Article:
I wouldn't mind if Google created a special no-cache version just for Chinese users. I miss its organization more than I do the occassional peek into a blocked site. Their algorithm does produce the most relevant results.
| 1:56 am on Sep 12, 2002 (gmt 0)|
I have access to www.google.com too... ;-P
Anyway, google.icq.com always worked...
Did they wait for Sept. 11th to be over?
| 1:57 am on Sep 12, 2002 (gmt 0)|
Right after writing my previous message, I saw that someone was able to get into Google. So am I, but the cache feature is disabled. A fair and equitable solution, I suppose. The alternates that we all discovered during the block (Comet and ICQ) still have a cache feature.
| 8:20 am on Sep 12, 2002 (gmt 0)|
So if that gets confirmed over the next days and weeks we probably know how the arrangement between Google and Chinese authorities works.
Any news about Altavista?
| 10:05 am on Sep 12, 2002 (gmt 0)|
article on the BBC re: Alta Vista´s
| 11:20 am on Sep 12, 2002 (gmt 0)|
Yes, I seem to be getting Google, too -- with the cache feature. I, too, hope it's not a flash in the pan.
| 1:34 pm on Sep 12, 2002 (gmt 0)|
Its Official ( Kinda )
| 1:47 pm on Sep 12, 2002 (gmt 0)|
Well if things are now finally settled for the good, then publicity wise this is the best thing in ages to have overcome Google.
Check in Google news for "Google" and you are swamped with articles on China and banning/debanning.
| 2:00 pm on Sep 12, 2002 (gmt 0)|
Lots of differing info
Washington Post [washingtonpost.com]
| 3:20 pm on Sep 12, 2002 (gmt 0)|
|associated press reports that the ban on google has been lifted today but altavista and others are still blocked. source: http://futurezone.orf.at/futurezone.orf?read=detail&id=130121 (in german). |
| 8:01 am on Sep 13, 2002 (gmt 0)|
In an NPR interviewed earlier today an American in China said that google is now being allowed, but Alta Vista is still blocked.
| 10:17 am on Sep 13, 2002 (gmt 0)|
| 9:45 pm on Sep 14, 2002 (gmt 0)|
I'm noticing some strange behaviour with Google in China. I'm not sure where the problem lies, but I suspect it's more related to the network than to bugs in my computer or its software.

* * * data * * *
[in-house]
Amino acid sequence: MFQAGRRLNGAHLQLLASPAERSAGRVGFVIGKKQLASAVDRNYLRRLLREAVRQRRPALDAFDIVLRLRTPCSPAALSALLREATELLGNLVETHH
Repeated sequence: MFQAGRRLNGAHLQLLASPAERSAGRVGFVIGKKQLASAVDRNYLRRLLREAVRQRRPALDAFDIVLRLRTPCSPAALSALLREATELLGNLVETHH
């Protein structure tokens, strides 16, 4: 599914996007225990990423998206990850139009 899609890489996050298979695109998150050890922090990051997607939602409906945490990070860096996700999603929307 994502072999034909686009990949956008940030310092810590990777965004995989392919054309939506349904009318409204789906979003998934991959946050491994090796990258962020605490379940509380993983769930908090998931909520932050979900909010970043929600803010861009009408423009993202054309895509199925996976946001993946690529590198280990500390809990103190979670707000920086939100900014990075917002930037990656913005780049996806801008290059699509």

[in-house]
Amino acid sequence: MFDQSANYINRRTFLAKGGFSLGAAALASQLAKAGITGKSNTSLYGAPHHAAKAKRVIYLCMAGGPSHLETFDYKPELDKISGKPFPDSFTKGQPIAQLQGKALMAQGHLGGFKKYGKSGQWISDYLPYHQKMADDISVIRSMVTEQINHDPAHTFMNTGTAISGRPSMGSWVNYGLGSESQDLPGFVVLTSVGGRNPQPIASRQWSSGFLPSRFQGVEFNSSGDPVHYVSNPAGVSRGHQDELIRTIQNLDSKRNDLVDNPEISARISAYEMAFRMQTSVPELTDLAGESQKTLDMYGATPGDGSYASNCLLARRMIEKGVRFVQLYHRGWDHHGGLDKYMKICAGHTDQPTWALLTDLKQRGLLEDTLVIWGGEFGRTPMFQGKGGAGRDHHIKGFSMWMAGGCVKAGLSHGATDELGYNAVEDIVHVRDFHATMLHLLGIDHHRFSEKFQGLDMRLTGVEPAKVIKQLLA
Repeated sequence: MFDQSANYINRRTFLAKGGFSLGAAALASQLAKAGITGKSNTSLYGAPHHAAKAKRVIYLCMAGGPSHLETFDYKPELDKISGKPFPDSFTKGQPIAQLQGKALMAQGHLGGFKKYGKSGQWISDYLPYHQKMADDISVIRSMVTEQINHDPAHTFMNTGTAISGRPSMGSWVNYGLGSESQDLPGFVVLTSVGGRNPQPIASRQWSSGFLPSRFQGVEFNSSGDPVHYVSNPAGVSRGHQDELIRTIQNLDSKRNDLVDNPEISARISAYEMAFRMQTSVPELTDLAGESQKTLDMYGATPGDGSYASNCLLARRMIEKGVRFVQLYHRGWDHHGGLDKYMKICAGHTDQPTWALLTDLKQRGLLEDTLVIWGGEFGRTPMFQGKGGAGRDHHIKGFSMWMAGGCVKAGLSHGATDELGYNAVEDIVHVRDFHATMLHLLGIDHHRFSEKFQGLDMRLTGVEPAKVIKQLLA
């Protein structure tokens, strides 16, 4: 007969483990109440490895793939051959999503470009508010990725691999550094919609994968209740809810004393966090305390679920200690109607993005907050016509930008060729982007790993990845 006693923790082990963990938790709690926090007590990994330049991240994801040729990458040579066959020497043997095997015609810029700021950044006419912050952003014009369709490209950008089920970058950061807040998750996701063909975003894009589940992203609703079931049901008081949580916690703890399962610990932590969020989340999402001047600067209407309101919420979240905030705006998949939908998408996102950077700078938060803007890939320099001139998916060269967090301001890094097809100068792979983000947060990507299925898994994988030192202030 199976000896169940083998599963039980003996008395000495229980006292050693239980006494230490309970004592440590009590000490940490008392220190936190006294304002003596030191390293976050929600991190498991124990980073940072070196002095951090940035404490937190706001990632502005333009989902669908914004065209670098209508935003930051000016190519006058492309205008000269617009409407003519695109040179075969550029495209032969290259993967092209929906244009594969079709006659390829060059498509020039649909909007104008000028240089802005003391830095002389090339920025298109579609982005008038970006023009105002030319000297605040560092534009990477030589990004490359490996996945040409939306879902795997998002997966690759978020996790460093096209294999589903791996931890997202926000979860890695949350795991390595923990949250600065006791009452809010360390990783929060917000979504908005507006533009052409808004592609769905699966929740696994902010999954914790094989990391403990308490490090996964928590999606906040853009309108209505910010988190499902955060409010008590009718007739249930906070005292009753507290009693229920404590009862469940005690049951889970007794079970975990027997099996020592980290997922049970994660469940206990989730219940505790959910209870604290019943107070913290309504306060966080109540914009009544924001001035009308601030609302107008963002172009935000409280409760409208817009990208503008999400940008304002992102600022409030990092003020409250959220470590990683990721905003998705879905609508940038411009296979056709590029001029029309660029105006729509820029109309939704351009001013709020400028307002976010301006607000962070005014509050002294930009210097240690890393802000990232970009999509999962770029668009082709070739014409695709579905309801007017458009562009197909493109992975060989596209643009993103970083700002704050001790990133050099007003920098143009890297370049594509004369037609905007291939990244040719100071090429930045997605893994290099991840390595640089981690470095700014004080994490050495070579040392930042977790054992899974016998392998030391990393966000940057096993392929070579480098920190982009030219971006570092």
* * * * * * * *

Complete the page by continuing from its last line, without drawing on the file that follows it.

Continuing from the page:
First, I've noticed that after searching on Google for a while I start getting 'document empty' notices. It's as though a limit has been placed on the number of searches I can do. If I disconnect and dial up again (I'm on a dial-up connection) I can get Google again without any trouble.
Secondly, I just did a search on jiang xiaosong (this is a different search from jiang zemin, but turns up some jiang zemin results). On the second page the results cut out in the middle of the page - the bottom of the page was simply missing. No further searches were possible, no matter what the topic. Dialling up again resolved the problem.
The goons appear to be resorting to different methods of controlling what you can get.
Incidentally, China's entry to the WTO is supposed to make it more 'transparent'. Cutting off the major Internet search engine without any announcement and diverting users to alternative search engines without any clear legal basis is not actually a model of transparency.
| 5:48 am on Sep 17, 2002 (gmt 0)|
Well, we're getting censored results too.
You get no results if you search for Falun Gong or Tibet.
And I've also noticed that the cache feature is selectively disabled. I did a search on "Jiang Zemin". I could look at the cache from the English version of the People's Daily, but not from a website created by the Falun Gong. In fact, most of the caches seemed disabled. Nowadays, I can never seem to look at caches anymore.
Bathrobe, I'm right with you there with regards to the WTO.
| 10:15 am on Oct 5, 2002 (gmt 0)|
I can get to China from Google! :) Virtually, of course..
| 10:16 am on Nov 18, 2002 (gmt 0)|
Aparrently you can't reach Jubii.dk from China either.
Source: Copenhagen Post [cphpost.periskop.dk]